Inside J Brand's Denim Factory

See how a pair of jeans gets made, from concept to shipment.
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See how a pair of jeans gets made, from concept to shipment.
Photo: Matt Waugh

Photo: Matt Waugh

New York may be where fashion gets made, but Los Angeles is where clothes get made. With more than a third of U.S. apparel production happening in the Los Angeles metro area, it's where many of the made-in-USA t-shirts, jeans and handbags in your closet are produced. And denim giant J Brand is one of the city's most influential leaders. J Brand CEO Jeff Rudes, who founded the label in 2004, is widely credited with bringing the skinny jean to the forefront of denim trends. (Where it has stayed for almost a decade.)

At the end of 2012, Fast Retailing -- the Japanese company that owns Uniqlo, Theory, Helmut Lang and others -- bought a big chunk of J Brand (80.1% to be exact) for a reported $300 million. While the company is undoubtedly transforming, Rudes's dedication to Los Angeles and more particularly, clothes made in Los Angeles, is unwavering. Almost every pair of jeans J Brand sells is made in its downtown LA headquarters. Which, between the corporate offices and distribution center, takes up a full city block.

Just days before Fashionista's Los Angeles conference earlier this month, I paid a visit to J Brand's headquarters to meet several of its 235 employees. Click through to see how a pair of jeans gets made, from concept to shipment.

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Welcome to J Brand. This is where creative director Donald Oliver and his team get shit done (i.e., map out each collection). Oliver was hired by the company in 2011 to design its ready-to-wear collection. Before J Brand, he held top positions at several big fashion houses -- other gigs include DKNY Jeans, Gap and Calvin Klein.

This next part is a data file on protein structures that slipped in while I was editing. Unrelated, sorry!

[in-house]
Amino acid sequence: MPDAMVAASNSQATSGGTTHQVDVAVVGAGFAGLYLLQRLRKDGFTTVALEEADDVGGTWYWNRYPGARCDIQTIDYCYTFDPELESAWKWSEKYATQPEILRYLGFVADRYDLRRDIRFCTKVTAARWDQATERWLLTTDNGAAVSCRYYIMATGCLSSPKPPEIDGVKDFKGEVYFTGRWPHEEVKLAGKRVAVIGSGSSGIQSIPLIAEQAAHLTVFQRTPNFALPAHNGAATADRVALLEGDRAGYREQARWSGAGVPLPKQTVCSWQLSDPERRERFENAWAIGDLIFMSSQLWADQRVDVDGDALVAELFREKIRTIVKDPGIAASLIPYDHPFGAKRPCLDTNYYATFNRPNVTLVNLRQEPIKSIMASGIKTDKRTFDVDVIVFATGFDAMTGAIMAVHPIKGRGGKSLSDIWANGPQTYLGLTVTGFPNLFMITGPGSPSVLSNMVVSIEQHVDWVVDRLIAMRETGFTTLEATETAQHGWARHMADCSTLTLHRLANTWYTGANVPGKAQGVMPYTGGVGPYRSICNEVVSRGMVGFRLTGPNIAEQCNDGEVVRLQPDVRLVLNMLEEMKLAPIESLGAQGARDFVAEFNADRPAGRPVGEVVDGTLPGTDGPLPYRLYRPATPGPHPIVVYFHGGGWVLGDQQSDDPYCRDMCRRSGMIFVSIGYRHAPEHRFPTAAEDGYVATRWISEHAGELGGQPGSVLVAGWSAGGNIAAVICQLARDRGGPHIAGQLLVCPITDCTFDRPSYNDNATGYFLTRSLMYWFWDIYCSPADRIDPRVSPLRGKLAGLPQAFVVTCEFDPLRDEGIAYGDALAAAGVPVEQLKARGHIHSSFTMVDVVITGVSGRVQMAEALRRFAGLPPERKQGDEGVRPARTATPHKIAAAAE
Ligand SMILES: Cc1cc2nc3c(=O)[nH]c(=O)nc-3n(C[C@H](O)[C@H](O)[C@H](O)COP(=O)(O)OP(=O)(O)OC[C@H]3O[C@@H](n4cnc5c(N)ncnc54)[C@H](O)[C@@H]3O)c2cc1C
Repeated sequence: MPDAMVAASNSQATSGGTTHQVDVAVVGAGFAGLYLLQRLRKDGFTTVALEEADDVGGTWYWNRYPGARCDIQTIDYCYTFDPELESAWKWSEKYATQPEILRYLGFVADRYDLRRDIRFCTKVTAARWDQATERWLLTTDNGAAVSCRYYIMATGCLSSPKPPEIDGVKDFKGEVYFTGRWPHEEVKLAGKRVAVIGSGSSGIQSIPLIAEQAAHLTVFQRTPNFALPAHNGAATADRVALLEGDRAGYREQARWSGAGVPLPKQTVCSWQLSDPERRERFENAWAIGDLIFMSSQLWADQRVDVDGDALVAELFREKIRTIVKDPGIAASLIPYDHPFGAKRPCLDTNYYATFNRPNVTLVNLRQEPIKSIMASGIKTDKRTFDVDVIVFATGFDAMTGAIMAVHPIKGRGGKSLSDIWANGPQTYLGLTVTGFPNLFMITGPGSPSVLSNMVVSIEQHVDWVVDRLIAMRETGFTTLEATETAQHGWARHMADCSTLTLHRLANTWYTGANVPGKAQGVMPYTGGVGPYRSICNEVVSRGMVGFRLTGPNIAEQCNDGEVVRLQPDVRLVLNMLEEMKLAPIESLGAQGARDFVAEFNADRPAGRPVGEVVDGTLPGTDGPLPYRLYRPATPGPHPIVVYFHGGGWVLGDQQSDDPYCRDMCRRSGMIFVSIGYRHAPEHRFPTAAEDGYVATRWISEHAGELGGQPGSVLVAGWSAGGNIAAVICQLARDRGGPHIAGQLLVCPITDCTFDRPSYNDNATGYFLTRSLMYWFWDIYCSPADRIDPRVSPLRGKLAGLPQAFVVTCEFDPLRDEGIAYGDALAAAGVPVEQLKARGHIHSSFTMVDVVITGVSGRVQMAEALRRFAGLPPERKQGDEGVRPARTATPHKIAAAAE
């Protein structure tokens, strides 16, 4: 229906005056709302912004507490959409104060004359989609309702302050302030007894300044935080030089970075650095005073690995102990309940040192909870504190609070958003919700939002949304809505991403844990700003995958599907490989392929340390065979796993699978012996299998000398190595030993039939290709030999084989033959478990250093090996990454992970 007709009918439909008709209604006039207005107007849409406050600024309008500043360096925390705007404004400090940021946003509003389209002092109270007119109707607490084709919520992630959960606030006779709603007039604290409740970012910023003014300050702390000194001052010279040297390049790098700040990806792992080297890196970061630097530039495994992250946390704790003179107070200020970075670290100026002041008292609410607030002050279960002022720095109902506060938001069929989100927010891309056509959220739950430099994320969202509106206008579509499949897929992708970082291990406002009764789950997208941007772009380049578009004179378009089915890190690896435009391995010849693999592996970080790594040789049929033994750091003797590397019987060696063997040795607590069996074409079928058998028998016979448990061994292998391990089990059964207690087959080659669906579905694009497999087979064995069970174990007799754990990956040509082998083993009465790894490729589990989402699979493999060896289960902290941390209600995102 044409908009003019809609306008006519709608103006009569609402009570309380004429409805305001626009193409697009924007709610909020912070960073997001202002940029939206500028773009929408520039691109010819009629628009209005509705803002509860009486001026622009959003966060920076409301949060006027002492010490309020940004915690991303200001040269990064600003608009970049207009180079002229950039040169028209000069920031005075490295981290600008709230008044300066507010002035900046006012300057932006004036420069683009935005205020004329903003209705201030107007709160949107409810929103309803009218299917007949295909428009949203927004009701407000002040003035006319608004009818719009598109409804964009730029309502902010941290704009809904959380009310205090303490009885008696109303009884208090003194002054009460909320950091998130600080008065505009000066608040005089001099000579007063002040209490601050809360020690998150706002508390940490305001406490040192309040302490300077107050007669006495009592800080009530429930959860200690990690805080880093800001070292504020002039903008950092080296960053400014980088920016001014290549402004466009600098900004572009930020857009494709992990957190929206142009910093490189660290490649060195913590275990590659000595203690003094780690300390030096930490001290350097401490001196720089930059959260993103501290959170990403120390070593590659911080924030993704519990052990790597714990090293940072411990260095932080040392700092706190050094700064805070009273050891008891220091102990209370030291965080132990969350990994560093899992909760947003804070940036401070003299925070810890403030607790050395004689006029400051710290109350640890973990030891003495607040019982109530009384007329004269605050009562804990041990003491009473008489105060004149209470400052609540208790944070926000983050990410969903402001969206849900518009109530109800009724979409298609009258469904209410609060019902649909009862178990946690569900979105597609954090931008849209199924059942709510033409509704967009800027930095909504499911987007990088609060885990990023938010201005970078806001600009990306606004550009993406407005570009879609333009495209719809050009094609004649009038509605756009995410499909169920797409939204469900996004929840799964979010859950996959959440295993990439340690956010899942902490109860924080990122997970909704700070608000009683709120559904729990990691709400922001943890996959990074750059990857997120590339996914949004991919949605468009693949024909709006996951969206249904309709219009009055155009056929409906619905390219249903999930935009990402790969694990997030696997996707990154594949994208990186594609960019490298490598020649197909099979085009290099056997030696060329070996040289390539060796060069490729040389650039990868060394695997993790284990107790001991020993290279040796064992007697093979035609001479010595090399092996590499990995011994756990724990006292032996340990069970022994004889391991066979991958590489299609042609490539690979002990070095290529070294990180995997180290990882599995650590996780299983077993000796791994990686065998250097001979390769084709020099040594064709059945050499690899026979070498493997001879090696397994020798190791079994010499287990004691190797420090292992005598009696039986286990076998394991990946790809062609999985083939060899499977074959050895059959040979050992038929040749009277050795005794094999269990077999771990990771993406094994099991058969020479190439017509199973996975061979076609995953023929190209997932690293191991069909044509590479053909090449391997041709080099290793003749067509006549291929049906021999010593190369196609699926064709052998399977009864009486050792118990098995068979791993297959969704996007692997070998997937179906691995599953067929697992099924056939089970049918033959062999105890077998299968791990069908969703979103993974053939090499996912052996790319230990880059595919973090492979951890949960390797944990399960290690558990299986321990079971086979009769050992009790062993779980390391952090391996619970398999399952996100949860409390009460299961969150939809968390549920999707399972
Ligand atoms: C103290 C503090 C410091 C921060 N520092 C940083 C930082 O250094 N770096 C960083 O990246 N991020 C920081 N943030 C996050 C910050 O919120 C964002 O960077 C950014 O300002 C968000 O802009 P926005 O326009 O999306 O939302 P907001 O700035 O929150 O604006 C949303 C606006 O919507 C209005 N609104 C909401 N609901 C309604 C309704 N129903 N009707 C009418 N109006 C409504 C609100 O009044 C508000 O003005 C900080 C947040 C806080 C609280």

Photo: Matt Waugh

Photo: Matt Waugh

A rack of pieces from the Spring 2014 collection.

Photo: Matt Waugh

Photo: Matt Waugh

On to marketing. This is where the public relations team keeps track of its press placements.

Photos: Matt Waugh

Photos: Matt Waugh

The marketing team might not be designing, but they do sit amidst thousands of samples, archival pieces and new product that is shuffled in and out.

Photo: Matt Waugh

Photo: Matt Waugh

Next up is the pattern room. This is Star, one of the pattern makers. She drafts her patterns by hand, but most of her coworkers use a computer program. "It just depends on where you were trained," she says of the differences in technique.

Photo: Matt Waugh

Photo: Matt Waugh

A blown-up version of what the pattern labels look like.

Photo: Matt Waugh

Photo: Matt Waugh

This is the sample room, where the originals for every design are sewn.

Photo: Matt Waugh

Photo: Matt Waugh

One of the master sample sewers, hard at work.

Photo: Matt Waugh

Photo: Matt Waugh

The sample room's extensive thread inventory.

Photo: Matt Waugh

Photo: Matt Waugh

Zippers, pre-attachment.

Photo: Matt Waugh

Photo: Matt Waugh

One of many racks of archival samples. When asked how many pieces are in the archive, a J Brand spokesperson said, in all seriousness, "Too many to count!"

Photo: Matt Waugh

Photo: Matt Waugh

One of many fabric rooms.

Photo: Matt Waugh

Photo: Matt Waugh

Finally, the production center! This is where almost every pair of J Brand jeans in the world gets made.

Photo: Matt Waugh

Photo: Matt Waugh

This guy is steaming down the seams of every pair of jeans in the facility.

Photo: Matt Waugh

Photo: Matt Waugh

This gentleman sews pockets onto every pair of jeans with this nifty machine.

Photo: Matt Waugh

Photo: Matt Waugh

Quality control time. Every pair of jeans must be examined for flaws.

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This is me with Blake, a J Brand PR coordinator and my tour guide for the day, and Mrs. Kim, who runs the factory. Mrs. Kim has been in business with J Brand's Jeff Rudes for decades, and is known for her incredible attention to detail and unwavering obsession with high quality.

Photo: Matt Waugh

Photo: Matt Waugh

The storage room, where all inventory is kept before it's shipped out to retailers.

Photo: Matt Waugh

Photo: Matt Waugh

Stacks of denim.

Photo: Matt Waugh

Photo: Matt Waugh

A shipment of jeans being prepped to send out.